The statement said the Irish bishops "spoke frankly of the sense of pain and anger, betrayal, scandal and shame expressed to them on numerous occasions by those who had been abused. There was a similar sense of outrage reflected by laity, priests and religious in this regard.
"The bishops . . . stressed that, while there is no doubt that errors of judgement and omissions stand at the heart of the crisis, significant measures have now been taken to ensure the safety of children and young people."
The pope "observed that the sexual abuse of children and young people is not only a heinous crime, but also a grave sin which offends God and wounds the dignity of the human person created in his image".
"While realising that the current painful situation will not be resolved quickly, he challenged the bishops to address the problems of the past with determination and resolve, and to face the present crisis with honesty and courage," the Vatican said.
The pope also expressed the hope the meeting would enable the bishops "to speak with one voice in identifying concrete steps aimed at bringing healing to those who had been abused, encouraging a renewal of faith in Christ and restoring the Church's spiritual and moral credibility".
The pontiff also noted "the more general crisis of faith affecting the Church," the statement said, adding Pope Benedict "also pointed to the more general crisis of faith affecting the Church and he linked that to the lack of respect for the human person and how the weakening of faith has been a significant contributing factor in the phenomenon of the sexual abuse of minors".
The Vatican statement added the pontiff called for "a deeper theological reflection" on the issue, "and called for improved preparation for candidates for the priesthood and religious life and of those already ordained.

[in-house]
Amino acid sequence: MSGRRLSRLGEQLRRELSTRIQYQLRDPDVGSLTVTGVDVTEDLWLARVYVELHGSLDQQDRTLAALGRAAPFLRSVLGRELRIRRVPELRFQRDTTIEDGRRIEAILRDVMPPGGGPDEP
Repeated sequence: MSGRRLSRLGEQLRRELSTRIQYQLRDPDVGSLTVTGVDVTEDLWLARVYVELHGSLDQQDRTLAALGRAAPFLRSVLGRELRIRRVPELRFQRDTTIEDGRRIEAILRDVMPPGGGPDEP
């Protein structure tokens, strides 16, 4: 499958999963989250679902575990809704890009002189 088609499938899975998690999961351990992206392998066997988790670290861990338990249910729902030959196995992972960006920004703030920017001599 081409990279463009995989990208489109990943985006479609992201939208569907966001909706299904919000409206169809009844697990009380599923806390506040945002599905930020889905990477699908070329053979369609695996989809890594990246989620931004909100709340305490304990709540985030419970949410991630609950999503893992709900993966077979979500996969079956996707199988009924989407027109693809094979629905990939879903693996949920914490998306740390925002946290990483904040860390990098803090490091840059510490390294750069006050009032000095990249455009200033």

The historic two-day meeting between the pope, his senior Curia officials and the bishops at the Apostolic Palace in the Vatican concluded shortly after 12pm.
It was indicated yesterday that Pope Benedict’s promised pastoral letter to the Irish faithful, originally scheduled to be published before Lent but delayed because of this visit to Rome by the Irish bishops, may be released sooner than expected.
The meeting with the pope was preceded by a Mass in St Peter’s Basilica, celebrated by Vatican secretary of state Cardinal Tarcisio Bertone. In his homily Cardinal Bertone said that only “an authentic and sincere humility” could lead to a “true renewal” of the Irish Church.
Speaking directly to the Irish bishops, he said: “Trials for the church can come from within and from without. Both are painful but the ones that come from within are obviously harder to take and more humiliating. Such is the huge trial that your communities are currently undergoing, trials which see some men of the church involved in particularly execrable acts.”
It emerged last night that the papal nuncio to Ireland, Archbishop Giuseppe Leanza, has declined an invitation to appear before the joint Oireachtas Committee on Foreign Affairs.
In a letter to its chairman, Dr Michael Woods, he said it was “not the practice of the Holy See that Apostolic Nuncios appear before Parliamentary Commissions”. Fine Gael TD Alan Shatter, a member of the committee, described the nuncio’s decision as “not only regrettable but incomprehensible”.